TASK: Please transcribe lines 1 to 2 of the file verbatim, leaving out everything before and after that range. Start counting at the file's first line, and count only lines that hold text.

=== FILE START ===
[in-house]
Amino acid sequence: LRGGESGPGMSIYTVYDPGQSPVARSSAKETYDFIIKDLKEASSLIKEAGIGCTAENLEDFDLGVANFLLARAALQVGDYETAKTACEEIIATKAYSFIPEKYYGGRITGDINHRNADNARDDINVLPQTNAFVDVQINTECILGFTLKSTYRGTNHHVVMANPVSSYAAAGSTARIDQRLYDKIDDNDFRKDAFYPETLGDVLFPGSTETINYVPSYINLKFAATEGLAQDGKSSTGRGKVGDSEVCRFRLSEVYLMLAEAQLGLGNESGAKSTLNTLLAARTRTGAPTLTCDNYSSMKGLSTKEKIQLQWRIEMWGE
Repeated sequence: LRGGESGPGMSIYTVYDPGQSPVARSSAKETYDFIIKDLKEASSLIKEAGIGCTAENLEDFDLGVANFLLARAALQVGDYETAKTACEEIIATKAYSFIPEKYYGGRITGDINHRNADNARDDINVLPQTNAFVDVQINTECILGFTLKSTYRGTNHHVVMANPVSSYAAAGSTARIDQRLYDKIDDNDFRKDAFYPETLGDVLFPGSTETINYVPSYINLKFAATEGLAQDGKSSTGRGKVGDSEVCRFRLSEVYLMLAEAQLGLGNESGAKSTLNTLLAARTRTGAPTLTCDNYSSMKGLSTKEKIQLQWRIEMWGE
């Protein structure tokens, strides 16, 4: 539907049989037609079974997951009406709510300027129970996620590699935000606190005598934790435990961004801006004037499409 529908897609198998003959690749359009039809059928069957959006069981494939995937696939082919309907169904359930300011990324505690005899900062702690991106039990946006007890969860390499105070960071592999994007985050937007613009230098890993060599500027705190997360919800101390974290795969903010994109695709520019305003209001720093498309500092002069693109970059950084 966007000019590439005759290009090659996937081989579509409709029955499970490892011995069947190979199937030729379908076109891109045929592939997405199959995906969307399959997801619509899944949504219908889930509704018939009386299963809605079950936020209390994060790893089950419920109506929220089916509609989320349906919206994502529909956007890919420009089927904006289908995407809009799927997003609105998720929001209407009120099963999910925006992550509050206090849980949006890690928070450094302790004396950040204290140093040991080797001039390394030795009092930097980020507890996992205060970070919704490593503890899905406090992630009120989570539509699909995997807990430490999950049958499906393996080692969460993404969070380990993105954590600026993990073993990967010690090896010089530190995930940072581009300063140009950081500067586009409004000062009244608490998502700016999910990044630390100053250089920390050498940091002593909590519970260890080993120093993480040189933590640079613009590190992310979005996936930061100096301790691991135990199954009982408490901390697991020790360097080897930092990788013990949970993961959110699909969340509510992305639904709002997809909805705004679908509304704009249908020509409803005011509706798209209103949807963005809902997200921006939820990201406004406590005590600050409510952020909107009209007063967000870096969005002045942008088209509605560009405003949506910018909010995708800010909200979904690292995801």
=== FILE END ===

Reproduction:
[in-house]
Amino acid sequence: LRGGESGPGMSIYTVYDPGQSPVARSSAKETYDFIIKDLKEASSLIKEAGIGCTAENLEDFDLGVANFLLARAALQVGDYETAKTACEEIIATKAYSFIPEKYYGGRITGDINHRNADNARDDINVLPQTNAFVDVQINTECILGFTLKSTYRGTNHHVVMANPVSSYAAAGSTARIDQRLYDKIDDNDFRKDAFYPETLGDVLFPGSTETINYVPSYINLKFAATEGLAQDGKSSTGRGKVGDSEVCRFRLSEVYLMLAEAQLGLGNESGAKSTLNTLLAARTRTGAPTLTCDNYSSMKGLSTKEKIQLQWRIEMWGE